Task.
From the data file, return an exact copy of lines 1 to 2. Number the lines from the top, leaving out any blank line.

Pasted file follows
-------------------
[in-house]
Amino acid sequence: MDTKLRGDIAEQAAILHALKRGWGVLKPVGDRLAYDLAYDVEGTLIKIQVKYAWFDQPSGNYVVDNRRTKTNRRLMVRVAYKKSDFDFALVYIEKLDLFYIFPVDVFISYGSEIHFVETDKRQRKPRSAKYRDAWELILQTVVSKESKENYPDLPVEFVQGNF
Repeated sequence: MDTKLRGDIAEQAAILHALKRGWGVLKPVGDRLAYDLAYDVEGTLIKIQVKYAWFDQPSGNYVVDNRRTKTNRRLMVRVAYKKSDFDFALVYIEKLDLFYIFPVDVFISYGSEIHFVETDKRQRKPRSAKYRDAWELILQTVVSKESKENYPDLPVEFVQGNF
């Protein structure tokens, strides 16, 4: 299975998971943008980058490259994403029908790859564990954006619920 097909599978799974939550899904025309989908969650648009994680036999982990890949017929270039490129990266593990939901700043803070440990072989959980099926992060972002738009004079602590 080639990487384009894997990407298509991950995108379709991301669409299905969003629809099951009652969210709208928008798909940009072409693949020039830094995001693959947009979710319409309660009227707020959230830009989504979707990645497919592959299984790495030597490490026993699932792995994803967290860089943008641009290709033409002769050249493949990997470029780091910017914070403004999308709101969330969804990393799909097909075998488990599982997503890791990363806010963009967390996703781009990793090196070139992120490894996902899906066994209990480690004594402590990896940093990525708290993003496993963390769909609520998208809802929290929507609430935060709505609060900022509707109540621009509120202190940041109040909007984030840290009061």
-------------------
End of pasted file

[in-house]
Amino acid sequence: MDTKLRGDIAEQAAILHALKRGWGVLKPVGDRLAYDLAYDVEGTLIKIQVKYAWFDQPSGNYVVDNRRTKTNRRLMVRVAYKKSDFDFALVYIEKLDLFYIFPVDVFISYGSEIHFVETDKRQRKPRSAKYRDAWELILQTVVSKESKENYPDLPVEFVQGNF